G-Star Raw “Raw For The Oceans,” a collection made from recycled plastic found in the ocean.

Intel and Not Impossible Labs' "Project Daniel" is the world's first 3-D printing prosthetic lab and training facility, helping war victims in South Sudan gain back some of what they've lost.

Kano "Kano's kit," a computer designed to help the people of all ages create a PC from scratch.

LELOi AB's Ora Personal Massager brings plenty of design cred to your quality time.

Nest Learning Thermostat was enough to convince Google to pay $3.2 billion for the company.

"Central Park Conservancy Receptacles" by Landor Associates New York put eco-friendly trash bins in one of the world's great parks.

Samsung Galaxy Core Advance

Samsung Food Showcase promises to help you find that snack you're looking for faster than ever.

Amnesty International Freedom Candles burn down to reveal a bronze figure, aiming to show the power of human rights activism.

G-Star Raw “Raw For The Oceans” Wins Product Design Grand Prix At Cannes

The new category recognizes a wide variety of product innovation.

The first ever Grand Prix for Product Design at Cannes has been awarded to G-Star Raw “Raw For The Oceans,” a fashion collection made from recycled plastic found in the ocean.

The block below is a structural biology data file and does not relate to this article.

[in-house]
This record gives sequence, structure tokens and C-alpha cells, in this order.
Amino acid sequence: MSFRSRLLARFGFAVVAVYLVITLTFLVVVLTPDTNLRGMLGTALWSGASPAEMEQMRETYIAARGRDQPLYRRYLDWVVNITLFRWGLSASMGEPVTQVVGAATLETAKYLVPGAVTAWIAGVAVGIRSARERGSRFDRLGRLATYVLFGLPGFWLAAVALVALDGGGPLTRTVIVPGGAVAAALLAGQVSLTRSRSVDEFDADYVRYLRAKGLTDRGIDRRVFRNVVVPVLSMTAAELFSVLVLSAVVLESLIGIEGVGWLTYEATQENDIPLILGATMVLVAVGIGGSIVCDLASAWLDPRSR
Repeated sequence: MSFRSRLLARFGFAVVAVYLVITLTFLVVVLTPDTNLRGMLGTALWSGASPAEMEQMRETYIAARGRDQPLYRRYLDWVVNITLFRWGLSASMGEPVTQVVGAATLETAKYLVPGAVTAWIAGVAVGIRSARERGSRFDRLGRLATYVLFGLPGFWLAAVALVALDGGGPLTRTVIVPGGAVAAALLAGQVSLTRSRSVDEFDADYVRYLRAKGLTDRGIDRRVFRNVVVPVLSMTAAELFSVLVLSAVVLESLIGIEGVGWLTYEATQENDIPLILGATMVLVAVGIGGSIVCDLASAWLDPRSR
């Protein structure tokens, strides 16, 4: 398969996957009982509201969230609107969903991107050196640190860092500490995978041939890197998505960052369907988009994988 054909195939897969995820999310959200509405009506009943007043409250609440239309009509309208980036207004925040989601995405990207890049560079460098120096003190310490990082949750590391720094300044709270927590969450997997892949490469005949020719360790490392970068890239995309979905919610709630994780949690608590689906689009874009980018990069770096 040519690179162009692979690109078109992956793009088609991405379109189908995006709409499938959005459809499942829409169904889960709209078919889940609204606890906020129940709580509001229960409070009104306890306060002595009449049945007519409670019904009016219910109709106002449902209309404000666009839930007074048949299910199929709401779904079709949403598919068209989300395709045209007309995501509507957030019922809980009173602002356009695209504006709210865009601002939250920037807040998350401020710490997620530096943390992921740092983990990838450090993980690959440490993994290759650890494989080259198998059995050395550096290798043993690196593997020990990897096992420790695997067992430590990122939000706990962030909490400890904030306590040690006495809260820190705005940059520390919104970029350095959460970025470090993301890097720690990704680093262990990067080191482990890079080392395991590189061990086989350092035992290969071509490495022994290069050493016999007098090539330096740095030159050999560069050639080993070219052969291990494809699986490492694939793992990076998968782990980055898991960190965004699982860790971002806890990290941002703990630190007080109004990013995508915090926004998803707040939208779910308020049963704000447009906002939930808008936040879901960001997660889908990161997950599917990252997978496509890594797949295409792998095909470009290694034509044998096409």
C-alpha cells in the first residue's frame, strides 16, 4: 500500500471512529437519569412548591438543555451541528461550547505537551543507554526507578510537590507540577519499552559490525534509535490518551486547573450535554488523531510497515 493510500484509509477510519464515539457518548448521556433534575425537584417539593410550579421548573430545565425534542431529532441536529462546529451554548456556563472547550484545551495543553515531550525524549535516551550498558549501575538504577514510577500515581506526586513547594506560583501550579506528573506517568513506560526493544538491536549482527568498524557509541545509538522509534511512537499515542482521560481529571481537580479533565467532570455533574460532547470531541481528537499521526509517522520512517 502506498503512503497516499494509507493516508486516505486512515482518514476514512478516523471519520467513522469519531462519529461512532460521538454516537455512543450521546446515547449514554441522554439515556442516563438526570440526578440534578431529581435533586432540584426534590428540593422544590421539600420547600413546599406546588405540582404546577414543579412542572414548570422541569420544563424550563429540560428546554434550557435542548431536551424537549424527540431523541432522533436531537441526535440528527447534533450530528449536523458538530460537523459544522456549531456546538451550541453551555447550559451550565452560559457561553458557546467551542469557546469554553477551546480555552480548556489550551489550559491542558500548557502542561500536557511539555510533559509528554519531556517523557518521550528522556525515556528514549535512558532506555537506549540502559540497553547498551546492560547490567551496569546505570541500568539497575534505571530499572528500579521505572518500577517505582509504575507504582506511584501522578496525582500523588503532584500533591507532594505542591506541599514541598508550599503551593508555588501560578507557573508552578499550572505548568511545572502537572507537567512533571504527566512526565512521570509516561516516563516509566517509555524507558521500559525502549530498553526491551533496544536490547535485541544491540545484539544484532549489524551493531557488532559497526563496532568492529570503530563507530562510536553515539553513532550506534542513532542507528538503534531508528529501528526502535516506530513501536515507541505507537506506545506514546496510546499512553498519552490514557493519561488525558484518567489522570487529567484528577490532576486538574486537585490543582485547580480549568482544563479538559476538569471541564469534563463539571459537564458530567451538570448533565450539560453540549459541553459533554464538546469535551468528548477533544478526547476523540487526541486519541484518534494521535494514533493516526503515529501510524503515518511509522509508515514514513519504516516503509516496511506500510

The collection was created by G-Star Raw Amsterdam, FHV BBDO Amsterdam, and Part of a Bigger Plan Amsterdam. The jury said it stood out from the other entrants in this new category for its “sense of commitment to sustainability and social responsibility."

G-Star Raw Denim

Other Product Design Lion winners included “Central Park Conservancy Receptacles” for Central Park Conservancy by Landor Associates New York, Kano “Kano Kit” by MAP London and “Freedom Candles” for Amnesty International by Ogilvy & Mather London. Samsung Electronics won Lions for “Food Showcase” and “Galaxy Core Advance.” Nest's Learning Thermostat was also awarded, along with Intel and Not Impossible Labs' "Project Daniel," LELOi AB's Ora Personal Massager.

The winning entries were united by the way they “relate to the brand behind them,” the jury said.

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